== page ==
Open Access in sociology

Neither the German Sociological Association (DGS) nor its US counterpart, the American Sociological Association (ASA), are among the signatories of the Berlin Declaration on Open Access to Knowledge in the Sciences and Humanities. However, despite the absence of a commitment to open access (OA) on the part of these professional associations, the prerequisites for OA exist in sociology. 

Open Access journals

Not one of the following core journals are published in OA: American Journal of Sociology (AJS), American Sociological Review (ASR), Annual Review of Sociology, Sociological Methodology, and in the German speaking area, Berliner Journal für Soziologie (BJS), Kölner Zeitschrift für Soziologie und Sozialpsychologie (KzfSS), Leviathan, Soziale Welt, Sozialer Sinn and Zeitschrift für Soziologie (ZfS). However, the ZfS makes its articles openly accessible on its homepage two years after publication, as does Wirtschaft und Gesellschaft (WuG). Other journals adopt a similar approach. For example, two years after publication, Historical Social Research (HSR) automatically makes articles openly accessible in the disciplinary repository Social Science Open Access Repository (SSOAR). Examples of “born-OA journals” are Forum Qualitative Sozialforschung (FQS), Survey Research Methods (srm), Sociological Research Online, Comparative Population Studies, the European Integration Online Papers and Demographic Research. Moreover, the ASA has announced that it will launch a new OA journal in 2015, which will cover all subfields of sociology. Other OA journals in sociology can be searched for via the Directory of Open Access Journals (DOAJ).

Disciplinary repositories

In particular, the aforementioned repository, SSOAR, may be considered important for sociology. Internationally, the http://www.ssrn.com/en/Social Sciences Research Network (SSRN) is also of importance, although the literature it hosts is not sociological in the narrow sense of the word but rather from fields such as economics, political science, and anthropology.

Literature searches in sociology

There are no specialised points of access for literature searches in sociology. Anyone searching specifically for content from this discipline is obliged to have recourse to general services, such as the Bielefeld Academic Search Engine (BASE), and to filter search results according to disciplinary criteria (in the case of BASE, the Dewey Decimal Classification Code 301.

Open Science

Sociological journals do not, as a rule, use any open science practices such as the open peer review of newly submitted articles, or requirements that authors make publication-related data or software publicly available. Nonetheless, GESIS – Leibniz Institute for the Social Sciences offers extensive opportunities for making data or software publicly available, for example via its data repository service datorium, which also facilitates the assignment of citable Digital Object Identifiers (DOI). Moreover, with da|ra GESIS offers the possibility of registering data for the purpose of DOI assignment – even in cases where the institutions host the data themselves. The open science infrastructure specifically for qualitative data is poorer. Particularly worthy of mention as a service for making research data publicly available is Qualiservice, which emerged from the Archive for Life Course Research (ALLF). First and foremost, Qualiservice is a service facility for the re-use of primary qualitative research data from the social sciences, which are mainly in the form of interview data (as audio material or transcripts). For the sake of completeness, it should be mentioned that the Code of Ethics of the American Sociological Association (ASA, 2008) requires that sociological research data be made available: “Sociologists make their data available after completion of the project or its major publications, except where proprietary agreements with employers, contractors, or clients preclude such accessibility or when it is impossible to share data and protect the confidentiality of the data or the anonymity of research participants.” In their submission policies, US closed-access journals, such as the American Sociological Review and Sociological Methodology, refer to this code of ethics and encourage their authors to make research data available. The OA journal Demographic Research also has such requirements. However, they apply not only to data but also to software programme codes.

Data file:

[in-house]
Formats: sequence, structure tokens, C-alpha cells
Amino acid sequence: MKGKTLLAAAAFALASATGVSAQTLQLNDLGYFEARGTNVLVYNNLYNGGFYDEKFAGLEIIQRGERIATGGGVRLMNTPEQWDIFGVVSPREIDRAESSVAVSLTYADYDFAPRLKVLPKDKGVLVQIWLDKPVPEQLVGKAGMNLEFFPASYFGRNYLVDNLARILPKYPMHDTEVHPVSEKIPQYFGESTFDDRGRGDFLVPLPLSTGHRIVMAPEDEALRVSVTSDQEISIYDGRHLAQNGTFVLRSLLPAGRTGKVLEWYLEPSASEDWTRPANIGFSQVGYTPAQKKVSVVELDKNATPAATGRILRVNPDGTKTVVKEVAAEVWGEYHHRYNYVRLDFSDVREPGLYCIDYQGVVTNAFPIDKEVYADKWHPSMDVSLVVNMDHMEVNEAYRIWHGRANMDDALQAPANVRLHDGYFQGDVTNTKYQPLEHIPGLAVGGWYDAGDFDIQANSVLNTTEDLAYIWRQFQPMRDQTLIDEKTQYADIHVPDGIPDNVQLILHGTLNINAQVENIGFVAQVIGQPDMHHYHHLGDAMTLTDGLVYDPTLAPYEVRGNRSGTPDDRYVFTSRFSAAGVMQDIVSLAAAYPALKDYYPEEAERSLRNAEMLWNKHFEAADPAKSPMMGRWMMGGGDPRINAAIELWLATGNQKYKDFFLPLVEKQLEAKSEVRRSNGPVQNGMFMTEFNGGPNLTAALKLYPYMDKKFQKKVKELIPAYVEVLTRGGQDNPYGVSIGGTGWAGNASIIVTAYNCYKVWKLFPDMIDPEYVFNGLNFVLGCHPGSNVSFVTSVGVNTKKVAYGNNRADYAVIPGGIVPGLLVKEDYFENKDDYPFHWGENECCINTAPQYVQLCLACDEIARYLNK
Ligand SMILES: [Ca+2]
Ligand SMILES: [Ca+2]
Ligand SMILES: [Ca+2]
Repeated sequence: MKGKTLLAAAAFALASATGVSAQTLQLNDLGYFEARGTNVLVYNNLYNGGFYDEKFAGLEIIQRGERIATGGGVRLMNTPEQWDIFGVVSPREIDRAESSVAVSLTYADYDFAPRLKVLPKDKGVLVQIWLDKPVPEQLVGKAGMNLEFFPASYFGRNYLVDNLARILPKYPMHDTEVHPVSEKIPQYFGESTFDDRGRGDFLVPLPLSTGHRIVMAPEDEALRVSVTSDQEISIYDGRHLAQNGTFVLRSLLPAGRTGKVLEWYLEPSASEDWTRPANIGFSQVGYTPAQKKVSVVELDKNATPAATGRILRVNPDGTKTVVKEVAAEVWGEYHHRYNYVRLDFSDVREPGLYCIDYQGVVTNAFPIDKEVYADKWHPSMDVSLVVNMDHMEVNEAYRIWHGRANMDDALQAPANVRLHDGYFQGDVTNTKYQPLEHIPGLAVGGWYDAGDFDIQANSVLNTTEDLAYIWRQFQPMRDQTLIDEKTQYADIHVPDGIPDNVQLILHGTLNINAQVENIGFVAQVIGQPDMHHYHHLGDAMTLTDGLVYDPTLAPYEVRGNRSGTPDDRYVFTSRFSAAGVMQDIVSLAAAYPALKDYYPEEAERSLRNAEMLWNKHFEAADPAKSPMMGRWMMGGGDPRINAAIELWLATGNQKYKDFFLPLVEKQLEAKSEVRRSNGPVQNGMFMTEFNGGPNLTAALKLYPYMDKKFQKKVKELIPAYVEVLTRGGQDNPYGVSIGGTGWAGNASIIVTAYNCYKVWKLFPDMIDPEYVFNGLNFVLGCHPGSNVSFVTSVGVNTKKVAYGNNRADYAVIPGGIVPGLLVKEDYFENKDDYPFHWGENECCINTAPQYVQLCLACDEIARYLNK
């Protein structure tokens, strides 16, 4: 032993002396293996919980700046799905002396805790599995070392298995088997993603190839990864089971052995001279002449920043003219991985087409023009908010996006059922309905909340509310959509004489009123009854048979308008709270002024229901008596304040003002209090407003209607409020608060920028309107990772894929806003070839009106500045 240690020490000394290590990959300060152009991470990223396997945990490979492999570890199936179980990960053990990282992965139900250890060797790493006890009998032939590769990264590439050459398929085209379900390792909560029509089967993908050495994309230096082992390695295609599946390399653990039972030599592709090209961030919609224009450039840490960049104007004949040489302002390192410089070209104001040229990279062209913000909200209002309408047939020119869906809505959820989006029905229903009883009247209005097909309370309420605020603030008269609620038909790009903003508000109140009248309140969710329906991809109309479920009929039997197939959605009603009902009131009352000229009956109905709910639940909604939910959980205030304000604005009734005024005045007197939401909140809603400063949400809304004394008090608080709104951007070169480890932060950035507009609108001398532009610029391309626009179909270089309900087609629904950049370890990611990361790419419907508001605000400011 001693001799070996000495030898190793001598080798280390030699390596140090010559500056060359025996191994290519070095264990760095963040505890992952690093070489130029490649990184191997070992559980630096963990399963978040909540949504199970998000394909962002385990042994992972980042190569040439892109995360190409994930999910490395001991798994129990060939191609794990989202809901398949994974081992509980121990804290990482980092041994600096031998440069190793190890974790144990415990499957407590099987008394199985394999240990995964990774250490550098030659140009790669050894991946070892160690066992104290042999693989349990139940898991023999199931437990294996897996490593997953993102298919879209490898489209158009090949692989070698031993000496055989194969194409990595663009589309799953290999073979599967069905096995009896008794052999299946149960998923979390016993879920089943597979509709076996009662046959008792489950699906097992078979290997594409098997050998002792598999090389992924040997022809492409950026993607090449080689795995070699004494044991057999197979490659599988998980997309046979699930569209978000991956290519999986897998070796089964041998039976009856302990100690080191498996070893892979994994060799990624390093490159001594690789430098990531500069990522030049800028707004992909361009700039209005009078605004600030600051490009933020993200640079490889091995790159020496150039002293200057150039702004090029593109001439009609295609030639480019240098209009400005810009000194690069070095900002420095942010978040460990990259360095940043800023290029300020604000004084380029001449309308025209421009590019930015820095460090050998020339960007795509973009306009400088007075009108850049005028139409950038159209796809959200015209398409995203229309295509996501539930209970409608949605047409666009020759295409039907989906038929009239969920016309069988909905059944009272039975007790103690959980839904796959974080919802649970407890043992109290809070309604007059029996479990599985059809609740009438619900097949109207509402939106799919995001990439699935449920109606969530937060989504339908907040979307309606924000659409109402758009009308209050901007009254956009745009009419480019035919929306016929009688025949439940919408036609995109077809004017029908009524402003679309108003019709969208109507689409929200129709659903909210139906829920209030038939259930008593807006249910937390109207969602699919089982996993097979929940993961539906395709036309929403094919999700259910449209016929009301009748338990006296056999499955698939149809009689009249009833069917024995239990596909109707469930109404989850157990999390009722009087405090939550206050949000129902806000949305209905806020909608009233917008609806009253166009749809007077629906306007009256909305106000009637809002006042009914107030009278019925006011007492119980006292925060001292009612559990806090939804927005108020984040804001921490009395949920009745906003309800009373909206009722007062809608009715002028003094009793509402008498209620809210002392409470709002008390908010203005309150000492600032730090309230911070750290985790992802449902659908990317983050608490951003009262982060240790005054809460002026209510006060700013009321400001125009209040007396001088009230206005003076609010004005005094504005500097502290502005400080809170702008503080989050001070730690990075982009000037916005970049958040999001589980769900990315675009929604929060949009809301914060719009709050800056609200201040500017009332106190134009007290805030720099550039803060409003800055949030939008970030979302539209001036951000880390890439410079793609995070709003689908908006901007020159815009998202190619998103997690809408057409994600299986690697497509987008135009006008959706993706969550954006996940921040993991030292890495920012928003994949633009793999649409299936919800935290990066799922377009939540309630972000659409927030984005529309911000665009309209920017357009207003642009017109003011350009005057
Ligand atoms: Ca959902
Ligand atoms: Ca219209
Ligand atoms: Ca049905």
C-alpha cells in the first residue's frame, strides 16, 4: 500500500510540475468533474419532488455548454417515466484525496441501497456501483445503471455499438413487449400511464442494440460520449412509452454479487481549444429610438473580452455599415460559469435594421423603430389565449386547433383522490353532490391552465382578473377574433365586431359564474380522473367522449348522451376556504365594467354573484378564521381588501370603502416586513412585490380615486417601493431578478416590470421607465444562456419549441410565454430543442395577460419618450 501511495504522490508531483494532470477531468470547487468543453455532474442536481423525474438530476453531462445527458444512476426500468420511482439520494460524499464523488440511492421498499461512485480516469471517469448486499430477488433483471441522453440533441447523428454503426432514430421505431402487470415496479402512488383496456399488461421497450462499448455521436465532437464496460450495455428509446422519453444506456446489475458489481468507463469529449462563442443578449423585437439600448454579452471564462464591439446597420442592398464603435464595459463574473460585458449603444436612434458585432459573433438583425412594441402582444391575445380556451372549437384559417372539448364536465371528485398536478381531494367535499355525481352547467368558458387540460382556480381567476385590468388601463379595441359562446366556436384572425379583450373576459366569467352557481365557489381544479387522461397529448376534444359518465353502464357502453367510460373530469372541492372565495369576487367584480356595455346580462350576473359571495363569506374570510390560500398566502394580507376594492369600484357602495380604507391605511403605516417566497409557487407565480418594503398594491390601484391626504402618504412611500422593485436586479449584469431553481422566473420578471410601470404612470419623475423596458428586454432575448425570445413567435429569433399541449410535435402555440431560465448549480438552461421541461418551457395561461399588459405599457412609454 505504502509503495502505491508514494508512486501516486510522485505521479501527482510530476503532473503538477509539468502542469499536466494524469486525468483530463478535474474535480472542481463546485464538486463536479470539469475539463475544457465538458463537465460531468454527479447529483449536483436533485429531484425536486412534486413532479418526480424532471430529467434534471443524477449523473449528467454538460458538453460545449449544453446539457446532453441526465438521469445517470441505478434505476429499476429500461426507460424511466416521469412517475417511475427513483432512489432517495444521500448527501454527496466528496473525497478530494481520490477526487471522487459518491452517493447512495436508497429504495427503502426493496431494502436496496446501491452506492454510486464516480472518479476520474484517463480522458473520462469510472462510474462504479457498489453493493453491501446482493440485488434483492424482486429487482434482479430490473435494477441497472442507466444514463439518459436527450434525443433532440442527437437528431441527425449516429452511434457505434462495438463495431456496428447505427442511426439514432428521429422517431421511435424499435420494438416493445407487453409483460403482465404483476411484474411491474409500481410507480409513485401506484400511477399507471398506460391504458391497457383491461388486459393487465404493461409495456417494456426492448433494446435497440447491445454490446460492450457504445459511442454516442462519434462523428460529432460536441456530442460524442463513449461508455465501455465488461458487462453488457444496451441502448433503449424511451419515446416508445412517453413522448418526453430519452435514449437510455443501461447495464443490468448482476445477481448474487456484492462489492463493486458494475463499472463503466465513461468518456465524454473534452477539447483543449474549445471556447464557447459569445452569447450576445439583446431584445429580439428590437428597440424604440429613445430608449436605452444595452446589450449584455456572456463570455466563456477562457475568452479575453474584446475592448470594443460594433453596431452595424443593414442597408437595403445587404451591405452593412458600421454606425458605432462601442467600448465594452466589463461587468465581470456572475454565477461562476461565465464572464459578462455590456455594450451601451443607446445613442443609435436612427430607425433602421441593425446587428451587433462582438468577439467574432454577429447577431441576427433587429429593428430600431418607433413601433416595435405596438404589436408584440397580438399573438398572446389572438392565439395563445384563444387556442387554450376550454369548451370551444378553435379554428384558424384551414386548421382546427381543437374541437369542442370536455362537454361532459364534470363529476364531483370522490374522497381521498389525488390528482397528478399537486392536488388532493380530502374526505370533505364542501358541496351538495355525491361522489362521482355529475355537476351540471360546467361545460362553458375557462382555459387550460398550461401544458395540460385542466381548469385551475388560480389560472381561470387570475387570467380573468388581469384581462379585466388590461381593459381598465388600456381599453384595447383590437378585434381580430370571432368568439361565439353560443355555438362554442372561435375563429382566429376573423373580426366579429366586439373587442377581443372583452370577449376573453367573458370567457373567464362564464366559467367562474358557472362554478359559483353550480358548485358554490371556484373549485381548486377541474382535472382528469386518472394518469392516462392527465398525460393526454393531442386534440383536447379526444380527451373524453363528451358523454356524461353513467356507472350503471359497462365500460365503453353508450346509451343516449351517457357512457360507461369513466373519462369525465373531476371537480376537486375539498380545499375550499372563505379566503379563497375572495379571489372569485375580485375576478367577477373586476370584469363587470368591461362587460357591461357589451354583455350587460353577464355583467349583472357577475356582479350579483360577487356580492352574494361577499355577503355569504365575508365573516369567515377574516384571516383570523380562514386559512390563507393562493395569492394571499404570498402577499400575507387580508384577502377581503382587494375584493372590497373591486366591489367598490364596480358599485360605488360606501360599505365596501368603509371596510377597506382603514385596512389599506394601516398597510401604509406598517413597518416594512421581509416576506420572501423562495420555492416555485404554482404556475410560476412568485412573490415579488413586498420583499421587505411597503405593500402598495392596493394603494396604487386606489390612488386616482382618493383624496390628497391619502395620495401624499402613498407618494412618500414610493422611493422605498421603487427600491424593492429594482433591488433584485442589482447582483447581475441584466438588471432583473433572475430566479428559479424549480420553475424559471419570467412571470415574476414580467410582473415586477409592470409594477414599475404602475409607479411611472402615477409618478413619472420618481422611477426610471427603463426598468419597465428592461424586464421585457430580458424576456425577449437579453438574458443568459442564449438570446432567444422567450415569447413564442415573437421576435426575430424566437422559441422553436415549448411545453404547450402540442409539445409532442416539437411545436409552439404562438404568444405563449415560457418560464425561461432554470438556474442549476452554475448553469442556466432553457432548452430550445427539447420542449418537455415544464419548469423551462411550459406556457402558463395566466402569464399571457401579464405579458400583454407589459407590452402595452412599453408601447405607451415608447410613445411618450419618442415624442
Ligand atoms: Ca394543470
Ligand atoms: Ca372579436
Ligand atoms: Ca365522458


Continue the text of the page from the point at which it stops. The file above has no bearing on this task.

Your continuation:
References

American Sociological Association (2008). Code of Ethics

Herb, Ulrich (2014). Open Science in Soziologie-Journalen aus deutschsprachigen und nicht-deutschsprachigen Ländern, Daten und Auswertungen einer Journal-Stichprobe. ZENODO. 10.5281/zenodo.10786

 

Content editor of this web page: Ulrich Herb, SULB Saarbrücken.